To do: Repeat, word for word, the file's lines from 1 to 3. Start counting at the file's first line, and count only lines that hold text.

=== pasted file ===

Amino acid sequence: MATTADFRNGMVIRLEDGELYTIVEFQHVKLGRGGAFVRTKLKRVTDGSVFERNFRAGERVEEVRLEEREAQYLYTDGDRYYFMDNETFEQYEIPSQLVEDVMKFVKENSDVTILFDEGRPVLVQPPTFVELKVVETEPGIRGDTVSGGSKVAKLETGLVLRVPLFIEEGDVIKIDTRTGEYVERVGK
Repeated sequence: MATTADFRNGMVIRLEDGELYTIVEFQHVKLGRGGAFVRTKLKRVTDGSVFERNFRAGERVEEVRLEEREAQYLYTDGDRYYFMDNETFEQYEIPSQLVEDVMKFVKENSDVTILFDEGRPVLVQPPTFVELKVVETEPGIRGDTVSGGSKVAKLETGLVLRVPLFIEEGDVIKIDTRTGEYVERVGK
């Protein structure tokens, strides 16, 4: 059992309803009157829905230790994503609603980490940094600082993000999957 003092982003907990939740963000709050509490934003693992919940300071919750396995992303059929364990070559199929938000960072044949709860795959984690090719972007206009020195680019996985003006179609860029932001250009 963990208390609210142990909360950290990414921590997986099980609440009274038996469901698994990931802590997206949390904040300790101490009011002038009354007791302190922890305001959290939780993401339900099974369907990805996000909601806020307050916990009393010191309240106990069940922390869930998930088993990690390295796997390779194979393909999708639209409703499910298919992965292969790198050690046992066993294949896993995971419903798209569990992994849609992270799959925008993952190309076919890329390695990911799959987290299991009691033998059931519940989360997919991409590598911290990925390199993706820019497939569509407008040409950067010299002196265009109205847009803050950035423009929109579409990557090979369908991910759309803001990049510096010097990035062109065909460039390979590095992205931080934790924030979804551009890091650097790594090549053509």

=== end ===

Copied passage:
Amino acid sequence: MATTADFRNGMVIRLEDGELYTIVEFQHVKLGRGGAFVRTKLKRVTDGSVFERNFRAGERVEEVRLEEREAQYLYTDGDRYYFMDNETFEQYEIPSQLVEDVMKFVKENSDVTILFDEGRPVLVQPPTFVELKVVETEPGIRGDTVSGGSKVAKLETGLVLRVPLFIEEGDVIKIDTRTGEYVERVGK
Repeated sequence: MATTADFRNGMVIRLEDGELYTIVEFQHVKLGRGGAFVRTKLKRVTDGSVFERNFRAGERVEEVRLEEREAQYLYTDGDRYYFMDNETFEQYEIPSQLVEDVMKFVKENSDVTILFDEGRPVLVQPPTFVELKVVETEPGIRGDTVSGGSKVAKLETGLVLRVPLFIEEGDVIKIDTRTGEYVERVGK
């Protein structure tokens, strides 16, 4: 059992309803009157829905230790994503609603980490940094600082993000999957 003092982003907990939740963000709050509490934003693992919940300071919750396995992303059929364990070559199929938000960072044949709860795959984690090719972007206009020195680019996985003006179609860029932001250009 963990208390609210142990909360950290990414921590997986099980609440009274038996469901698994990931802590997206949390904040300790101490009011002038009354007791302190922890305001959290939780993401339900099974369907990805996000909601806020307050916990009393010191309240106990069940922390869930998930088993990690390295796997390779194979393909999708639209409703499910298919992965292969790198050690046992066993294949896993995971419903798209569990992994849609992270799959925008993952190309076919890329390695990911799959987290299991009691033998059931519940989360997919991409590598911290990925390199993706820019497939569509407008040409950067010299002196265009109205847009803050950035423009929109579409990557090979369908991910759309803001990049510096010097990035062109065909460039390979590095992205931080934790924030979804551009890091650097790594090549053509």